A Brief History of Curtis Island Light

Curtis Island Light is located at the entrance to Camden Harbor, set on the southeastern end of Curtis Island. The first brick lighthouse on Curtis Island was built in 1835, costing $4,500. Originally called Negro Island, presumably after an African cook who lived there, the island was renamed “Curtis Island” in 1934, in honor of longtime summer resident Cyrus H.K. Curtis, publisher of the Saturday Evening Post.


At 25 feet tall, the cylindrical brick tower has a range of 6 nautical miles. Keepers were removed and the Fresnel lens was replaced by a modern optic in 1972 when the lighthouse became automated. The light is now solar powered.


Owned by the town of Camden since 1998, Curtis Island is a public park only accessible by boat. The lighthouse is not open to the public, but the old Fresnel lens can be seen on display at the Camden town office. Although best viewed by the water, a view is possible by land just off of Bay View Street in downtown Camden. One can also glimpse a distant view of the lighthouse from the top of Mount Battie.


Click here to read more about the history of Curtis Island Light.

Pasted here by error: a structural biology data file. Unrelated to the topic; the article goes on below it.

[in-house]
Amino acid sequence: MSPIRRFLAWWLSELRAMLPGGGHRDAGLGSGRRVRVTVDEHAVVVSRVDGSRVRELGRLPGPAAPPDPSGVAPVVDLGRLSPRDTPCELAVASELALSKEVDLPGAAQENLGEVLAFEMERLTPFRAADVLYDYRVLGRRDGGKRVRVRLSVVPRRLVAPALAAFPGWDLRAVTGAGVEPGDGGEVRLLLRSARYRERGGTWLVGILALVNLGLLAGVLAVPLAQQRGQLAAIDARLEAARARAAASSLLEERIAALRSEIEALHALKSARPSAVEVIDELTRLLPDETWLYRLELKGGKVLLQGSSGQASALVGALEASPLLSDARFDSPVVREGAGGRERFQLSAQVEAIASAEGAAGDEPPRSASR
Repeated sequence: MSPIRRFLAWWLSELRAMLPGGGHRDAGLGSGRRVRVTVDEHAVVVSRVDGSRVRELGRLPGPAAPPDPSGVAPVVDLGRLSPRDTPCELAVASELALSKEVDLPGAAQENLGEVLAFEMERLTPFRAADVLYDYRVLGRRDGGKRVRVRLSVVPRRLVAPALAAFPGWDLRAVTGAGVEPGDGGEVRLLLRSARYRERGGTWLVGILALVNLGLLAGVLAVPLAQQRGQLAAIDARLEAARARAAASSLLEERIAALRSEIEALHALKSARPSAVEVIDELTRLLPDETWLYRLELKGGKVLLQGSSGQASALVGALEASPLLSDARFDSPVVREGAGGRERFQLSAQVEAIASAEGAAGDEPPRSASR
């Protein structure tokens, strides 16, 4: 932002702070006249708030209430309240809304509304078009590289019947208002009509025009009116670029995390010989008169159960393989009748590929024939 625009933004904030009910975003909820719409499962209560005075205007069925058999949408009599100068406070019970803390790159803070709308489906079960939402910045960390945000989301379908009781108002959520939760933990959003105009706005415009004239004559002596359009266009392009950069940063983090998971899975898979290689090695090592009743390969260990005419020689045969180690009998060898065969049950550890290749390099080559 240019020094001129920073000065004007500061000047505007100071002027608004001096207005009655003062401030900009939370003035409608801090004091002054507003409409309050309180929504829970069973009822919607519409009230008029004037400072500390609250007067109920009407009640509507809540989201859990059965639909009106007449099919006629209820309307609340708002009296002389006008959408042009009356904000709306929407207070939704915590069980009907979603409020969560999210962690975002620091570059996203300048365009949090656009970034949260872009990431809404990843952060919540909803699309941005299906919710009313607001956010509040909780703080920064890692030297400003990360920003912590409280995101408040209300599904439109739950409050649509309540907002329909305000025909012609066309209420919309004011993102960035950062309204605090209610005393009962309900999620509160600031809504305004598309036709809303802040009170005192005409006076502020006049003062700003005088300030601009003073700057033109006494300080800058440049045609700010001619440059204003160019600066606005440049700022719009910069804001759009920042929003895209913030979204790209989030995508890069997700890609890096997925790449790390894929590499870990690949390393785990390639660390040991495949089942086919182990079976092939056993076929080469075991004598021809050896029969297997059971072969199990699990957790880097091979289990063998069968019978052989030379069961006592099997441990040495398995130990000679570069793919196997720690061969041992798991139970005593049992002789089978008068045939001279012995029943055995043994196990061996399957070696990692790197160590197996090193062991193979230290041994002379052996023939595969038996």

“I’ve spent many years visiting Rockland, one of my absolute favorite places in Maine, but had never ventured into the quaint town of Rockport before. It was an early spring day with the promise of warmer weather that I always look forward to after a long winter. My husband and I grabbed our cameras and a snack, then ambled up the coast in search of Curtis Island Light. Our travels wound us around Rockport Marine Park, then up a hill past Aldermere Farm, where we spied their Belted Galloway cows. We parked our car on a side street filled with lovely homes, then walked until we found the short path that overlooks Curtis Island and its lighthouse. We sat on the rocky coast gazing across to the island while basking in the warm spring sunshine for a bit, watching a pair of eiders cruising around. It was a picturesque Maine scene that we had all to ourselves for a brief moment in time.”



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